A large-scale AED study reported in the Jan. 27 New England Journal of Medicine found that the majority of sudden cardiac arrest victims have good chances of survival under certain common conditions.
- The sudden cardiac arrest is witnessed.
- The collapse occurs in a large public place, such as an airport or sports arena.
- An automated external defibrillator (AED) is handy.
- Bystanders use CPR and the AED.
The study of more than 12,000 sudden cardiac arrest victims in 10 large North American cities found that 79% of the SCA victims who suffered SCA in public had the type of cardiac arrest, known as ventricular tachycardia, that can be corrected by shock from an AED. Among those victims who received AED shock, 34 percent survived and were able to be discharged from the hospital.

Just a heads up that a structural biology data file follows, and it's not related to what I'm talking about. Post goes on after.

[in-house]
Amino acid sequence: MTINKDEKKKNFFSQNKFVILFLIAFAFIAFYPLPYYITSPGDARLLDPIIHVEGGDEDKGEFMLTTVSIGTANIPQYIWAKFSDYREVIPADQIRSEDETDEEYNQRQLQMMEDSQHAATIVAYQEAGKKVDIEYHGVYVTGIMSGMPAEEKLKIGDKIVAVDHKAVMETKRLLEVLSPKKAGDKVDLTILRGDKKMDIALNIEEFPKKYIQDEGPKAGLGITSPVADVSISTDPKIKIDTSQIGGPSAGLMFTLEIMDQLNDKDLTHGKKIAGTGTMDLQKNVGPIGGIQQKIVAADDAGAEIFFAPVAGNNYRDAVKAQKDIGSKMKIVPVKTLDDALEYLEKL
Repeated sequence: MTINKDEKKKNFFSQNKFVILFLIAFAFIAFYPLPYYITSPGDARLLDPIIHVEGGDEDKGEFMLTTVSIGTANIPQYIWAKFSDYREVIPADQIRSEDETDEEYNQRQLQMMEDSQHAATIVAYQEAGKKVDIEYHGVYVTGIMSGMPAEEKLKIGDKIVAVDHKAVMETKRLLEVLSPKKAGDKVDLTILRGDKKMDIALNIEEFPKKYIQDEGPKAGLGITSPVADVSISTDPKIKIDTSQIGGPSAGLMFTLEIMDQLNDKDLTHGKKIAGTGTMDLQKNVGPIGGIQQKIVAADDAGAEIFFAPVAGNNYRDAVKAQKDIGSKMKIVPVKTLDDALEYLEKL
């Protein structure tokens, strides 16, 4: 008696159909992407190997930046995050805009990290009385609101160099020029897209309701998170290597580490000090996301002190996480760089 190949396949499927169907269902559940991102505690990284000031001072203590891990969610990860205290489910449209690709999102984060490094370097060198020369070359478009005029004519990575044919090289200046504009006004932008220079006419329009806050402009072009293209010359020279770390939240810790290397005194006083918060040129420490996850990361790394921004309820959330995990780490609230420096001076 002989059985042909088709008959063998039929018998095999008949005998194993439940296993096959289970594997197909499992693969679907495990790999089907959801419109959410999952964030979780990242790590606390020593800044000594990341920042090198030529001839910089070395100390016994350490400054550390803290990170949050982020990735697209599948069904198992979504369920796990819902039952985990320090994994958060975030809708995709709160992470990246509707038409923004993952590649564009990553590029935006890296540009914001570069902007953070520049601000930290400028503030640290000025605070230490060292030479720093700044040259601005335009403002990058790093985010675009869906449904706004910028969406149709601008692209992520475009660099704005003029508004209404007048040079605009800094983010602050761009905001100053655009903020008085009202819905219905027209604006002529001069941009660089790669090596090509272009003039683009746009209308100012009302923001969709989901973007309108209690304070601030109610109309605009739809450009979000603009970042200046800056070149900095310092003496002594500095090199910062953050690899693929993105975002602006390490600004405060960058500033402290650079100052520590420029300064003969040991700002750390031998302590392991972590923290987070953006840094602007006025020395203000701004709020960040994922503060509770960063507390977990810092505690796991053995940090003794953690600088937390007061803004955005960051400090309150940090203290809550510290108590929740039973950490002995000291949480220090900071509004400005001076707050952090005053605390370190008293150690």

“Our research clearly shows that the chances of surviving a shockable cardiac arrest are best when someone publicly witnesses it happening, a bystander uses CPR to keep blood flowing to the brain and other key organs, and an AED can be applied to electrically restart the heart,” Johns Hopkins cardiologist Myron “Mike” Weisfeldt, M.D., said.
The researchers conclude that their study “adds strength to the argument for putting AEDs in public locations.”